DAMAGRS-BREAOH OF CONTRACT OF AFFREIGHTMENT.
Where plaintiff had a contract to transport a of coal by water tor defendant at an agreed price. the. coal to be delivered to him by defendant at a designated point. and defendant failed to deliver it,plaintiff's messl'mi of damages was the difference between the cost of transportation and the cOn, tract price.
2. SAME-EVIDENC:&-RECOUPMENT. An offer of evidence by defendant. not for the purpose of showing freight earned by plaintiff in order to recoup, but to show what plaintiff's boat'"wal! wa.s properly rejected. [, said to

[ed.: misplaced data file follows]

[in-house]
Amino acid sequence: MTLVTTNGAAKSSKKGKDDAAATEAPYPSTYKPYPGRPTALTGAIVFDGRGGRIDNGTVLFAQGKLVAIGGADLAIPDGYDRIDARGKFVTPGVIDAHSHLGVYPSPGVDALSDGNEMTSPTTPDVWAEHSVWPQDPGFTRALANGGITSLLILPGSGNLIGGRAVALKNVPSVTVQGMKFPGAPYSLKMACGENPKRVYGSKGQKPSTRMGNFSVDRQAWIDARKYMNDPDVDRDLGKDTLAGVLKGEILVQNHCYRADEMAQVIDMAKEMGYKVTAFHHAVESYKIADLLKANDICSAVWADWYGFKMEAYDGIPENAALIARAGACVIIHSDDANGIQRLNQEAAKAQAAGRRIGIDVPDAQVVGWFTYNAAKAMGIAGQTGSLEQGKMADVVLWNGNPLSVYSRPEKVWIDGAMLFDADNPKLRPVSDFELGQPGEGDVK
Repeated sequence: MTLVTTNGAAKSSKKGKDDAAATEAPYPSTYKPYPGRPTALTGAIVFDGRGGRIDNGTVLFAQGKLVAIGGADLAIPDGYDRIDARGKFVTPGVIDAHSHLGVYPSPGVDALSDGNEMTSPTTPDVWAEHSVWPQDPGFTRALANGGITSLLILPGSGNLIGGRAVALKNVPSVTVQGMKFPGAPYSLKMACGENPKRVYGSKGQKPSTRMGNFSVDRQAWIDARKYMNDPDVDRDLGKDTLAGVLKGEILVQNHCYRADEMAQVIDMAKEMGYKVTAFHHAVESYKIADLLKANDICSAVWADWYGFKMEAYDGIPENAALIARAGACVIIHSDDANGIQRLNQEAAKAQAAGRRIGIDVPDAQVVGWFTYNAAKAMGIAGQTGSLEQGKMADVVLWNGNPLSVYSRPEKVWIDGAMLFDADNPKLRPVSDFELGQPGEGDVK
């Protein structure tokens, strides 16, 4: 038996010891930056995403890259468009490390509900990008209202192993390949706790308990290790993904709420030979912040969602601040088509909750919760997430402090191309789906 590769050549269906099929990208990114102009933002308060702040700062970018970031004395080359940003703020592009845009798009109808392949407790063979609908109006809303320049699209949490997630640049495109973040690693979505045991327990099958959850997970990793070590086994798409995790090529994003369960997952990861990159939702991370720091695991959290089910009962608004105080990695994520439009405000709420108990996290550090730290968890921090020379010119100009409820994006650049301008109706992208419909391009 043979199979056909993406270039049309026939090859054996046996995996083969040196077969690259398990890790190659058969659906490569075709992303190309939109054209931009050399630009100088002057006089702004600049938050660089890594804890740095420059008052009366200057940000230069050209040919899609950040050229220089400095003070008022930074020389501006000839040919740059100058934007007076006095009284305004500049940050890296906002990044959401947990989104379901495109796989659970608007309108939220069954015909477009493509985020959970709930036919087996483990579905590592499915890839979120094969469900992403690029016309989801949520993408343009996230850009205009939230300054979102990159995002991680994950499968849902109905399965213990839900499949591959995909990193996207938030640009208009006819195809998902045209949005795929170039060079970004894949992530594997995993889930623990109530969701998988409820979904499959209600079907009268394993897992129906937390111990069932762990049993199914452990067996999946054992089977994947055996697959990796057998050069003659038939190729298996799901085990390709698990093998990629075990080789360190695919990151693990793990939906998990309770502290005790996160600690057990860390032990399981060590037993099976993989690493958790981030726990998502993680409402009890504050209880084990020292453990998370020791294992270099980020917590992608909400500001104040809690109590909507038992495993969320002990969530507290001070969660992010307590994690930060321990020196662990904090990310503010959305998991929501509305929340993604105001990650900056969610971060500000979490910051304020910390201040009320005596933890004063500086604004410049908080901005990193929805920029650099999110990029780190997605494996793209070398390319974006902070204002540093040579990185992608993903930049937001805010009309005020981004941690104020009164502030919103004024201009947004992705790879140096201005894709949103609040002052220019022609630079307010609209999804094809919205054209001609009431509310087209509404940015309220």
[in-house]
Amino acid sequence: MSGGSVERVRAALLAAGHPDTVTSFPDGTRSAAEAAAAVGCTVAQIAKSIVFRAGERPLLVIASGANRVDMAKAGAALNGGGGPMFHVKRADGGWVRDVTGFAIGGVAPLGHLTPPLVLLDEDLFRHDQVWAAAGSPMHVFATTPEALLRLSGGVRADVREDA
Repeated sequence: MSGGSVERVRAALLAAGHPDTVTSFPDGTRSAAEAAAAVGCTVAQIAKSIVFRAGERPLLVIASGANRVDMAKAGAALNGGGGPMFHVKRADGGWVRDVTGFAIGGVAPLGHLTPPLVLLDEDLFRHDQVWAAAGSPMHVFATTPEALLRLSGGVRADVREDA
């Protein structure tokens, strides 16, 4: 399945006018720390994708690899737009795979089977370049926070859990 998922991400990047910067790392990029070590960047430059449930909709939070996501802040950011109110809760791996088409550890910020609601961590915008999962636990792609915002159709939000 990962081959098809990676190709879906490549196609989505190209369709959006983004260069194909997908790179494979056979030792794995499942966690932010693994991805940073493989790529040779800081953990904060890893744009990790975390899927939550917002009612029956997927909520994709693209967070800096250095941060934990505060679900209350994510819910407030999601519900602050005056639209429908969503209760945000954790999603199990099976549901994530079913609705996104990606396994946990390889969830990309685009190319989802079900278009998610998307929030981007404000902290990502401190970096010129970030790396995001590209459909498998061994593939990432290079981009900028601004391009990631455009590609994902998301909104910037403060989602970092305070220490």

PRINCIPAL AND.. AGENT-UNDISCLOSED PRINCIPAL-PARQL EvwJll1'f()E.
The right to show by parol evidence that a defendant was anundiscio.ed principal in a cuntract made by; a third person is not doubtful ' ,
Motion for new trial.
.. FEDERAL BEPOBTD·
for plaintift. O. D. O'Brien, for. defendant.